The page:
A repeat of this migration is now underway, as census data shows that eight out of ten US counties that are losing population are rural. An early indicator of a region’s duress is where the children end up. If there’s prosperity, they might remain in familiar environs. But in rural America, young people are fleeing for the cities in search of employment. As economic conditions back home collapse due to population decline, their extended families may join them, as has happened in other countries. Economic weakness and sheer numbers will obligate them to seek the cheapest housing available. That will be in the suburbs of major cities.

In December of 2016 the Wall Street Journal reported that suburban population growth outperformed that of central cities. In the fifty largest US metro regions, the suburbs accounted for 91% of the population growth over the past 15 years. According to the Urban Land Institute (ULI), many households cite lower housing costs as a key reason for moving to the suburbs. Demand in the suburbs therefore isn’t a function of desirability, but of necessity. 

Who are these economic and climatic refugees? According to US Census figures, the rapidly-emptying rural America from which this migration originates is nearly 78% white.  Thus it is one of history’s great ironies that after the race-based rancor towards Latin American migrants during the 2016 Presidential Campaign, a mostly white, mid-21st century refugee migration has begun. 

Troublingly, many of these new migrants are very capable of fomenting serious political instability. According to Gallup polling, rural Americans are twice as likely to possess firearms as those living in cities.  Most of these gun owners are white men who are buying guns at a higher rate than at any point in the past quarter-century: over 500,000 per year. Alarmingly, in 2010 this rate was still as low as 70,000 per year, meaning most of the surge came in the last decade.

Economic duress often leads to civil violence. Runaway inflation and unemployment was a cause of the Yugoslav Civil War of the 1990s. Germany’s slide into extreme militarism and fascist rule was exacerbated by the Great Depression of the 1930s. A mass of armed refugees clustering at the edges of major US cities is not a recipe for peace and tranquility. One need only look at the banlieue of Paris or the favelas of  Rio de Janiero to see the shape of things to come.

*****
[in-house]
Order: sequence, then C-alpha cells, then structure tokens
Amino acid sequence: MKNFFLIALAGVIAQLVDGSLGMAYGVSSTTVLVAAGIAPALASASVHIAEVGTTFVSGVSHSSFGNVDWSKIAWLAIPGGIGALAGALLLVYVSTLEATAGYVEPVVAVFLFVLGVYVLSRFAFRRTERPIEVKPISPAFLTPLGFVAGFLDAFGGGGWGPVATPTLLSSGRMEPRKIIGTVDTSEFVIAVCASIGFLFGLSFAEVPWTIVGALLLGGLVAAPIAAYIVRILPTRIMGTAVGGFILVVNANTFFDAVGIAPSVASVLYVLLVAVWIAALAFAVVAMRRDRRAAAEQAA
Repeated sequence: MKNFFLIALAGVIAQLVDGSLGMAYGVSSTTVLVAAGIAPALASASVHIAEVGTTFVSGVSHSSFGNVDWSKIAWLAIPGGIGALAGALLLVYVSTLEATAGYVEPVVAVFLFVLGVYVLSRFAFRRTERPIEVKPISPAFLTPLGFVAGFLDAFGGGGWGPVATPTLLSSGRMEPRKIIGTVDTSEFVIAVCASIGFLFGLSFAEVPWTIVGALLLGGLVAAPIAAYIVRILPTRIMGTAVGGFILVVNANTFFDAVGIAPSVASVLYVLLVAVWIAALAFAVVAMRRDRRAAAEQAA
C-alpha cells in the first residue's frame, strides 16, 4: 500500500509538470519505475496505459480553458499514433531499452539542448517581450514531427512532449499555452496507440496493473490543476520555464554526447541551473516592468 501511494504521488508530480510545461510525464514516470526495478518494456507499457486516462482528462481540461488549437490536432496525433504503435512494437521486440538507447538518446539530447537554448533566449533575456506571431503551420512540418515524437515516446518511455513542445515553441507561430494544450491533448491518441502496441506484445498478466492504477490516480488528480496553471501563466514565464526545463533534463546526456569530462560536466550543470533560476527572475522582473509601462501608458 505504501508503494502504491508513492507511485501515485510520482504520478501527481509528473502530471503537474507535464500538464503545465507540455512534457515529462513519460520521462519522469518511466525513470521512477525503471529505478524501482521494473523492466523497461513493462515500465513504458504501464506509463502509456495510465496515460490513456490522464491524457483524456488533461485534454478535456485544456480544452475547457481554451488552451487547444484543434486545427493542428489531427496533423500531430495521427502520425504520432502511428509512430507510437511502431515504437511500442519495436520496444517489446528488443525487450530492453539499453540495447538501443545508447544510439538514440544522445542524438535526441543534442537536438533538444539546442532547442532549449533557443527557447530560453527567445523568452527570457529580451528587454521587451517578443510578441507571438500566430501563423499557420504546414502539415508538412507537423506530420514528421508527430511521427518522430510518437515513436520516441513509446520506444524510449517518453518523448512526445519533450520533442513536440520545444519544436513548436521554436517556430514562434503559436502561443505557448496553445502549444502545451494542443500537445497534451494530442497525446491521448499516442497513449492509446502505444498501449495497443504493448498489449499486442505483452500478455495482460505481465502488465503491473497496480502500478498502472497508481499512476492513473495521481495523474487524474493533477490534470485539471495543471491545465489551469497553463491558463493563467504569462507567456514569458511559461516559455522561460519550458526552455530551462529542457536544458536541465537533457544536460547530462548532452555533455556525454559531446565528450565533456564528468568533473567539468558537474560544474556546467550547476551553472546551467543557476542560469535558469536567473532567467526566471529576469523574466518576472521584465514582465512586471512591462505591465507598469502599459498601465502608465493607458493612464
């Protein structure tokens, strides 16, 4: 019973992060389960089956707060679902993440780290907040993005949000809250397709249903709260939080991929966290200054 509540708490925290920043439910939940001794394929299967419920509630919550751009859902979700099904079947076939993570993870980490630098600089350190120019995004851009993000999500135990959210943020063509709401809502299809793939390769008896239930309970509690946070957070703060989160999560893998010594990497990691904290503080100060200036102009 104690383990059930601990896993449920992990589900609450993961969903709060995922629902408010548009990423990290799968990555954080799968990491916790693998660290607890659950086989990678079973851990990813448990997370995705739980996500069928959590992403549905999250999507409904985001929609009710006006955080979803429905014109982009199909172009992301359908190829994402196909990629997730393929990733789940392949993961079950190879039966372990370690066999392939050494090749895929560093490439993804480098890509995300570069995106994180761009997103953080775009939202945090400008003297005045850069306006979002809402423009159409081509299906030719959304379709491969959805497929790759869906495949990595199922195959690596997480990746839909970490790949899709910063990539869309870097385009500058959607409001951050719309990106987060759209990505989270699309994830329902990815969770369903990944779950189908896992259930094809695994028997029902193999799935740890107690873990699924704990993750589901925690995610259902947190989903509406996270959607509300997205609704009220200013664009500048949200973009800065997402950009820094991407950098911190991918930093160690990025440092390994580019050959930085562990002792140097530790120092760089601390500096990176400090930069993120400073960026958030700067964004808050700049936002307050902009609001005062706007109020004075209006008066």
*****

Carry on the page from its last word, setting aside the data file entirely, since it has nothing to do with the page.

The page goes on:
The blasted landscape envisioned by H. G. Wells hasn’t manifested itself yet, but avoiding that future is looking more difficult. There is no Wings Over the World to save the American people from themselves. Technocrats and intellectuals are frowned upon by a celebrity and athlete-obsessed culture. As Notre Dame professor Gary Gutting observed in The New York Times, “in the United States, there is a strong strain of anti-intellectualism that undervalues intellectual culture and overvalues athletics.” 

That anti-intellectual bias is already showing up in the rising wage inequality between those with and without advanced degrees. According to a study published by the National Bureau of Economic Research, demand for those with advanced degrees exceeds the supply. That drives up their salaries. Those without such degrees must compete for an ever-dwindling number of jobs. In effect, anti-intellectualism is making the poor more numerous, more vulnerable to economic and climatic change.

Only if this basic anti-intellectual cultural flaw is undone will there be any hope of finding a way to avoid catastrophe and restart American progress. H. G. Wells’ dialogue sums up the choice:
 “All the universe or nothingness? Which shall it be, Passworthy? Which shall it be?”